And Johnson credits that confidence for much of her success. "If you have confidence, it will carry you a long way," she said.

It didn't take long for Hankerson to recognize that Johnson was going to carry Westlake a long way. She first saw her at the local middle school which feeds Westlake.

"She was head and shoulders above the others," said the coach. "She really stood out."

And Hankerson, who's been running the show at Westlake for 26 years and played Division I basketball at Mercer, knew exactly what she was looking at.

"Raven was my point guard from Day One," she said. "The summer before she started ninth grade, I called my senior point guard over and said ‘You're getting ready to be my two guard.' "

And though Johnson obviously had the skills and the confidence, she also understood that basketball is a team game.

"As players get older, they sometimes get cliquish," Hankerson said. "The seniors just sit with the seniors, or the starters are always together. But Raven probably sat with more people than anyone I've ever coached, no matter how good they were."

At the same time, though, Johnson is ferociously competitive. She's always played with boys because "they challenge me every day. I like to compete," she said, and then pauses. "But most of all, I like to win."

She hopes to keep on winning playing for the Gamecocks and coach Dawn Staley, who's one of the greatest point guards in women's basketball history.

"She showed me videos of her playing, and I was like ‘Wow,' " said Johnson, who also knows Staley is a taskmaster.

That's OK with Johnson. "I don't like a coach who would kiss my butt. When you're screaming at me, I like that."

Of course, there's one thing she likes better.

"I like to win," she said, adding her goal at South Carolina is simple. "I just want to win a national championship."

And get another ring.

Past MaxPreps National Players of the Year
2020 — Paige Bueckers, Hopkins (Minnetonka, Minn.)
2019 — Azzi Fudd, St. John's (Washington, D.C.)
2018 — Christyn Williams, Central Arkansas Christian (North Little Rock, Ark.)
2017 — Megan Walker, Monacan (Richmond, Va.)
2016 — Sabrina Ionescu, Miramonte (Orinda, Calif.)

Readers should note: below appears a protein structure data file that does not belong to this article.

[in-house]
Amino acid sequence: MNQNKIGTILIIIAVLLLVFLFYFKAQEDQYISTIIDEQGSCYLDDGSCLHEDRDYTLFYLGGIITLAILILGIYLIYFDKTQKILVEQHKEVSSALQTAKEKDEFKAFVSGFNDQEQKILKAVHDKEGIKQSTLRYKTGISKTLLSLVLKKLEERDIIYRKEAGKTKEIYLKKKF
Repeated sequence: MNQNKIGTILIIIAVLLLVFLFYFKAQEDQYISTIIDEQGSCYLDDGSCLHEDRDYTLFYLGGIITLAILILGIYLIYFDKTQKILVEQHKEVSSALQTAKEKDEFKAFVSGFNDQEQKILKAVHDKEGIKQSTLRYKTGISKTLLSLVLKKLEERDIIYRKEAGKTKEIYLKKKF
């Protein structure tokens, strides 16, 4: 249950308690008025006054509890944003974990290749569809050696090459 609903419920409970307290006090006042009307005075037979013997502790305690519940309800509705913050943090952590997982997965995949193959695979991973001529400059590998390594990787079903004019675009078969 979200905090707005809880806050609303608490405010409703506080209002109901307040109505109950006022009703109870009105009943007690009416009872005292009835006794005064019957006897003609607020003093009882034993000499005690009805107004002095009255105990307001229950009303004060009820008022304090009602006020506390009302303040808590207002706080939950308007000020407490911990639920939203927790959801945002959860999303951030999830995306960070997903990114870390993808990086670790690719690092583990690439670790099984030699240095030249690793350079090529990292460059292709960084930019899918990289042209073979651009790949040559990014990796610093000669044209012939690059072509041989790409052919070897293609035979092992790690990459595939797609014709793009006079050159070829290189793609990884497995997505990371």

2015 — Ali Patberg, Columbus North (Columbus, Ind.)
2014 — A'ja Wilson, Heathwood Hall Episcopal (Columbia, S.C.)
2013 — Diamond DeShields, Norcross (Ga.)
2012 — Breanna Stewart, Cicero-North Syracuse (Cicero, N.Y.)
2011 — Kaleena Mosqueda-Lewis, Mater Dei (Santa Ana, Calif.)
2010 — Chiney Ogwumike, Cy-Fair (Cypress, Texas)
2009 — Skylar Diggins, South Bend Washington (South Bend, Ind.)
2008 — Nneka Ogwumike, Cy-Fair (Cypress, Texas)
2007 — Maya Moore, Collins Hill (Suwanee, Ga.)
2006 — Jacki Gemelos, St. Mary's (Stockton, Calif.)
Ohio releases 'Return to Play Recommendations' for Aug. 1 high school sports start - HIGHSCORE
Ohio releases 'Return to Play Recommendations' for Aug. 1 high school sports start
Hours after Gov. Mike DeWine on Wednesday mandated masks in all 88 counties, the Ohio High School Athletic Association sent a 22-page "Return to Play Recommendations" memo to member schools with additional sport-specific suggestions to combat the COVID-19 pandemic for the fall calendar. Practices for the Ohio fall sports season start Aug. 1.

"The OHSAA fully intends to support its member schools and the student-athletes who desire to compete in interscholastic athletics and will continue to assess all areas as more information becomes available," OHSAA interim executive director Bob Goldring said.

The guidelines — created via input from a myriad of state agencies and the National Federation of State High School Associations — won't supplant orders, mandates or requirements imposed by DeWine or the Ohio Department of Health.

The memo, which comes a day after the Ohio High School Football Coaches Association released a 38-page safety protocol proposal to its membership, includes plans for pre-participation screening, positive tests and travel considerations. It also features details on game-day operations including officials, event staff, spectators, bands, cheerleaders and concessions.

General guidelines for all sports include maintaining social distancing when not on the field or court, using face coverings while not competing, and dialing back or cutting unnecessary travel. It also recommends reducing or eliminating sharing of common equipment, and limiting contact frequency with student-athletes from schools and non-interscholastic programs outside of each school's league, conference or normal competition sphere.